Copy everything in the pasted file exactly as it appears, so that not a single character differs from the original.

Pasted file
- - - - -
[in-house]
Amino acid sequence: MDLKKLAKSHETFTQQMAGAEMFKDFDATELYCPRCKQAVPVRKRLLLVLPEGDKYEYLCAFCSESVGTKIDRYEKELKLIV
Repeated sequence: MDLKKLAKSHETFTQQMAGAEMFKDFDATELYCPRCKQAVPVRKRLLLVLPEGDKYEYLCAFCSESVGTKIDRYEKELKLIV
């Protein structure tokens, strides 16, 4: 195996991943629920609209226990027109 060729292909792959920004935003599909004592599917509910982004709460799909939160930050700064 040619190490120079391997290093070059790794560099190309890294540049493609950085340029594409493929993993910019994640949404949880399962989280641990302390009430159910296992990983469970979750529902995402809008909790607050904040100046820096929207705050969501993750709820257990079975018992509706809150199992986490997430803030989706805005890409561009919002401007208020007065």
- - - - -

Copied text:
[in-house]
Amino acid sequence: MDLKKLAKSHETFTQQMAGAEMFKDFDATELYCPRCKQAVPVRKRLLLVLPEGDKYEYLCAFCSESVGTKIDRYEKELKLIV
Repeated sequence: MDLKKLAKSHETFTQQMAGAEMFKDFDATELYCPRCKQAVPVRKRLLLVLPEGDKYEYLCAFCSESVGTKIDRYEKELKLIV
């Protein structure tokens, strides 16, 4: 195996991943629920609209226990027109 060729292909792959920004935003599909004592599917509910982004709460799909939160930050700064 040619190490120079391997290093070059790794560099190309890294540049493609950085340029594409493929993993910019994640949404949880399962989280641990302390009430159910296992990983469970979750529902995402809008909790607050904040100046820096929207705050969501993750709820257990079975018992509706809150199992986490997430803030989706805005890409561009919002401007208020007065």